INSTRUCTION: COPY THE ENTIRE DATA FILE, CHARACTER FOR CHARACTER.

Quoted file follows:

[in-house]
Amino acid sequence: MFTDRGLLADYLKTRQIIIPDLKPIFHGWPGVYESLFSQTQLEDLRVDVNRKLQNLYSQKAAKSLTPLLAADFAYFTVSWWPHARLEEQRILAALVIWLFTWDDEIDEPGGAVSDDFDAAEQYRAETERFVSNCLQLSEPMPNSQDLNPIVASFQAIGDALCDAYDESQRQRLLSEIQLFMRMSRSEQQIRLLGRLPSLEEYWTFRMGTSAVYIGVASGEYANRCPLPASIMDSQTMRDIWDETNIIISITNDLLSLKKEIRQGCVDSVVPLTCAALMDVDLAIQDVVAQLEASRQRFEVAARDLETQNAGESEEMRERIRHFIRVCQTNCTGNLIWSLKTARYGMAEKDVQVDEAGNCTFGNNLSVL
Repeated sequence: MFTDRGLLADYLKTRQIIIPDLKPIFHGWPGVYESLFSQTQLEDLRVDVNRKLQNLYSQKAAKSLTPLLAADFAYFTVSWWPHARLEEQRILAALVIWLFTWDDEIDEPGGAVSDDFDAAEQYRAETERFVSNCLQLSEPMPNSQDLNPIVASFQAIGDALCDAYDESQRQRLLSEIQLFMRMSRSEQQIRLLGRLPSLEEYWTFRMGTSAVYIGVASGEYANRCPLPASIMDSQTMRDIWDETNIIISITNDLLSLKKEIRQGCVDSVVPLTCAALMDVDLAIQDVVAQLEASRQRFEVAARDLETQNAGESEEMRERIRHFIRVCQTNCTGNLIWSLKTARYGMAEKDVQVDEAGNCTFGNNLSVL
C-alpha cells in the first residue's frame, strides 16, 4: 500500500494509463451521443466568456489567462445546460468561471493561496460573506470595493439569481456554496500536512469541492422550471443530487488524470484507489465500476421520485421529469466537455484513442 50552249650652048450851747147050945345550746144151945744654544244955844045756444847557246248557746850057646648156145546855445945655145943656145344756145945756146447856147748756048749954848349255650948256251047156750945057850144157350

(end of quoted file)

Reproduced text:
[in-house]
Amino acid sequence: MFTDRGLLADYLKTRQIIIPDLKPIFHGWPGVYESLFSQTQLEDLRVDVNRKLQNLYSQKAAKSLTPLLAADFAYFTVSWWPHARLEEQRILAALVIWLFTWDDEIDEPGGAVSDDFDAAEQYRAETERFVSNCLQLSEPMPNSQDLNPIVASFQAIGDALCDAYDESQRQRLLSEIQLFMRMSRSEQQIRLLGRLPSLEEYWTFRMGTSAVYIGVASGEYANRCPLPASIMDSQTMRDIWDETNIIISITNDLLSLKKEIRQGCVDSVVPLTCAALMDVDLAIQDVVAQLEASRQRFEVAARDLETQNAGESEEMRERIRHFIRVCQTNCTGNLIWSLKTARYGMAEKDVQVDEAGNCTFGNNLSVL
Repeated sequence: MFTDRGLLADYLKTRQIIIPDLKPIFHGWPGVYESLFSQTQLEDLRVDVNRKLQNLYSQKAAKSLTPLLAADFAYFTVSWWPHARLEEQRILAALVIWLFTWDDEIDEPGGAVSDDFDAAEQYRAETERFVSNCLQLSEPMPNSQDLNPIVASFQAIGDALCDAYDESQRQRLLSEIQLFMRMSRSEQQIRLLGRLPSLEEYWTFRMGTSAVYIGVASGEYANRCPLPASIMDSQTMRDIWDETNIIISITNDLLSLKKEIRQGCVDSVVPLTCAALMDVDLAIQDVVAQLEASRQRFEVAARDLETQNAGESEEMRERIRHFIRVCQTNCTGNLIWSLKTARYGMAEKDVQVDEAGNCTFGNNLSVL
C-alpha cells in the first residue's frame, strides 16, 4: 500500500494509463451521443466568456489567462445546460468561471493561496460573506470595493439569481456554496500536512469541492422550471443530487488524470484507489465500476421520485421529469466537455484513442 50552249650652048450851747147050945345550746144151945744654544244955844045756444847557246248557746850057646648156145546855445945655145943656145344756145945756146447856147748756048749954848349255650948256251047156750945057850144157350